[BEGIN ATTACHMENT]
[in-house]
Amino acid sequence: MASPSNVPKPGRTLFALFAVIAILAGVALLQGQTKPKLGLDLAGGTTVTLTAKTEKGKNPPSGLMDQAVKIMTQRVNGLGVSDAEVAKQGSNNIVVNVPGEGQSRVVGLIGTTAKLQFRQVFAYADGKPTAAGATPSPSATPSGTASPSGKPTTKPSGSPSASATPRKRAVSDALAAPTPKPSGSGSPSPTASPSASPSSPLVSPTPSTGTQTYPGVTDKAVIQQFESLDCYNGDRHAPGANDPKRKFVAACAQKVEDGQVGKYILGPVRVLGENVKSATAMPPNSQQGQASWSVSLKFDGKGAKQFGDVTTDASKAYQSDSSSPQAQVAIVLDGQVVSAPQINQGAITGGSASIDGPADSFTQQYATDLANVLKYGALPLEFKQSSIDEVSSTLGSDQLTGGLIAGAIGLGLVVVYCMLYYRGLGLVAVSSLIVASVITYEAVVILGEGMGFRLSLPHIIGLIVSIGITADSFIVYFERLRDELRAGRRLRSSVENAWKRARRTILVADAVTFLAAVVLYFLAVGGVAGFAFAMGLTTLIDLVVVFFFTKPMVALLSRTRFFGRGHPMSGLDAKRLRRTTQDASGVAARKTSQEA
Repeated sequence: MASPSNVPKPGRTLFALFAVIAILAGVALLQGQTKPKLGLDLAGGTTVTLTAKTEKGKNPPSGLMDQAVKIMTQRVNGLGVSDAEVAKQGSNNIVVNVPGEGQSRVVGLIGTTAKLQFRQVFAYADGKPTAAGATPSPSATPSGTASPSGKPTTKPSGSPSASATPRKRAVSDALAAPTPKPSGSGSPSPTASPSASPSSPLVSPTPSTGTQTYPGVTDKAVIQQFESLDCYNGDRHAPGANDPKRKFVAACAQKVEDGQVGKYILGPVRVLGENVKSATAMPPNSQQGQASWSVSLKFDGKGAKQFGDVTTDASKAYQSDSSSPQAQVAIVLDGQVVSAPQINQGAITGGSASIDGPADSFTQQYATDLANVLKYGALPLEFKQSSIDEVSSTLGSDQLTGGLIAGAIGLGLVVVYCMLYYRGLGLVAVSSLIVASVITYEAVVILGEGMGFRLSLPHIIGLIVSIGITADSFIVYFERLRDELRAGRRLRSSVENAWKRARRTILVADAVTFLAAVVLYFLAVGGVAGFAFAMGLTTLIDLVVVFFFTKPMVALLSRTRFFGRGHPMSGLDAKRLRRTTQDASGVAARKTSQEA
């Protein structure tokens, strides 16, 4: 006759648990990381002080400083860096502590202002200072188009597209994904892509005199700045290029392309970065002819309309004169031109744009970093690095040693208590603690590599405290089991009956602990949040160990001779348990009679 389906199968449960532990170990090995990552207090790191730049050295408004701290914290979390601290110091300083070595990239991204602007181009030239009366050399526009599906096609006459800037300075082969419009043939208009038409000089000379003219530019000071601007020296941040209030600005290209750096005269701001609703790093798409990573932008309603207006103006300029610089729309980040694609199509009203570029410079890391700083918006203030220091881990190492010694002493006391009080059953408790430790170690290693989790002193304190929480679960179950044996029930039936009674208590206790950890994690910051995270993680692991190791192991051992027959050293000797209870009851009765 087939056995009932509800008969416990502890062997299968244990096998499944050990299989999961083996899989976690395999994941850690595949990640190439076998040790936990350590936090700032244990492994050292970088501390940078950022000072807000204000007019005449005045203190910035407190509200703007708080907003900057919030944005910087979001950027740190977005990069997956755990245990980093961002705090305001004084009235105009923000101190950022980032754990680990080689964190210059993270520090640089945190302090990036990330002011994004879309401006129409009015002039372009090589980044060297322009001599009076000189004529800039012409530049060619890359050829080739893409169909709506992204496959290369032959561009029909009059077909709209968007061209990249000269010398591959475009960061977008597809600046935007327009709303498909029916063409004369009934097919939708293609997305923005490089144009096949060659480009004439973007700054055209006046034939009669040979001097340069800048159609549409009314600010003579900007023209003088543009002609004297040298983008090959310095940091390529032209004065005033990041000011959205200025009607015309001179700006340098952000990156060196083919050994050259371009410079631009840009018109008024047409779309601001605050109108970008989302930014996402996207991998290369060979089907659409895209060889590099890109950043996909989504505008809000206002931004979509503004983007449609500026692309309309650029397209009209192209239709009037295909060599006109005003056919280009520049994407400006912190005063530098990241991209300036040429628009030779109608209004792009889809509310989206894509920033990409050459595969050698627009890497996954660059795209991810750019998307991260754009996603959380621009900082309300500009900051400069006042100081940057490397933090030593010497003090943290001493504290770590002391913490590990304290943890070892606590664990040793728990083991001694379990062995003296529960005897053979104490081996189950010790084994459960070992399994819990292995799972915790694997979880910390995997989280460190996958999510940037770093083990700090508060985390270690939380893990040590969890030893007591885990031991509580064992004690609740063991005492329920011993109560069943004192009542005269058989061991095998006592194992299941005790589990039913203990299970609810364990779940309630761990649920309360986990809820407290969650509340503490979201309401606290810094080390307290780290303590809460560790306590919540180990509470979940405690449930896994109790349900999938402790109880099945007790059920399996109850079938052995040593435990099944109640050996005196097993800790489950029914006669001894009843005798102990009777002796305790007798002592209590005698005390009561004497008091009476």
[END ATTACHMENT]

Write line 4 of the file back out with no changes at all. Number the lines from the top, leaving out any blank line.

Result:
């Protein structure tokens, strides 16, 4: 006759648990990381002080400083860096502590202002200072188009597209994904892509005199700045290029392309970065002819309309004169031109744009970093690095040693208590603690590599405290089991009956602990949040160990001779348990009679 389906199968449960532990170990090995990552207090790191730049050295408004701290914290979390601290110091300083070595990239991204602007181009030239009366050399526009599906096609006459800037300075082969419009043939208009038409000089000379003219530019000071601007020296941040209030600005290209750096005269701001609703790093798409990573932008309603207006103006300029610089729309980040694609199509009203570029410079890391700083918006203030220091881990190492010694002493006391009080059953408790430790170690290693989790002193304190929480679960179950044996029930039936009674208590206790950890994690910051995270993680692991190791192991051992027959050293000797209870009851009765 087939056995009932509800008969416990502890062997299968244990096998499944050990299989999961083996899989976690395999994941850690595949990640190439076998040790936990350590936090700032244990492994050292970088501390940078950022000072807000204000007019005449005045203190910035407190509200703007708080907003900057919030944005910087979001950027740190977005990069997956755990245990980093961002705090305001004084009235105009923000101190950022980032754990680990080689964190210059993270520090640089945190302090990036990330002011994004879309401006129409009015002039372009090589980044060297322009001599009076000189004529800039012409530049060619890359050829080739893409169909709506992204496959290369032959561009029909009059077909709209968007061209990249000269010398591959475009960061977008597809600046935007327009709303498909029916063409004369009934097919939708293609997305923005490089144009096949060659480009004439973007700054055209006046034939009669040979001097340069800048159609549409009314600010003579900007023209003088543009002609004297040298983008090959310095940091390529032209004065005033990041000011959205200025009607015309001179700006340098952000990156060196083919050994050259371009410079631009840009018109008024047409779309601001605050109108970008989302930014996402996207991998290369060979089907659409895209060889590099890109950043996909989504505008809000206002931004979509503004983007449609500026692309309309650029397209009209192209239709009037295909060599006109005003056919280009520049994407400006912190005063530098990241991209300036040429628009030779109608209004792009889809509310989206894509920033990409050459595969050698627009890497996954660059795209991810750019998307991260754009996603959380621009900082309300500009900051400069006042100081940057490397933090030593010497003090943290001493504290770590002391913490590990304290943890070892606590664990040793728990083991001694379990062995003296529960005897053979104490081996189950010790084994459960070992399994819990292995799972915790694997979880910390995997989280460190996958999510940037770093083990700090508060985390270690939380893990040590969890030893007591885990031991509580064992004690609740063991005492329920011993109560069943004192009542005269058989061991095998006592194992299941005790589990039913203990299970609810364990779940309630761990649920309360986990809820407290969650509340503490979201309401606290810094080390307290780290303590809460560790306590919540180990509470979940405690449930896994109790349900999938402790109880099945007790059920399996109850079938052995040593435990099944109640050996005196097993800790489950029914006669001894009843005798102990009777002796305790007798002592209590005698005390009561004497008091009476």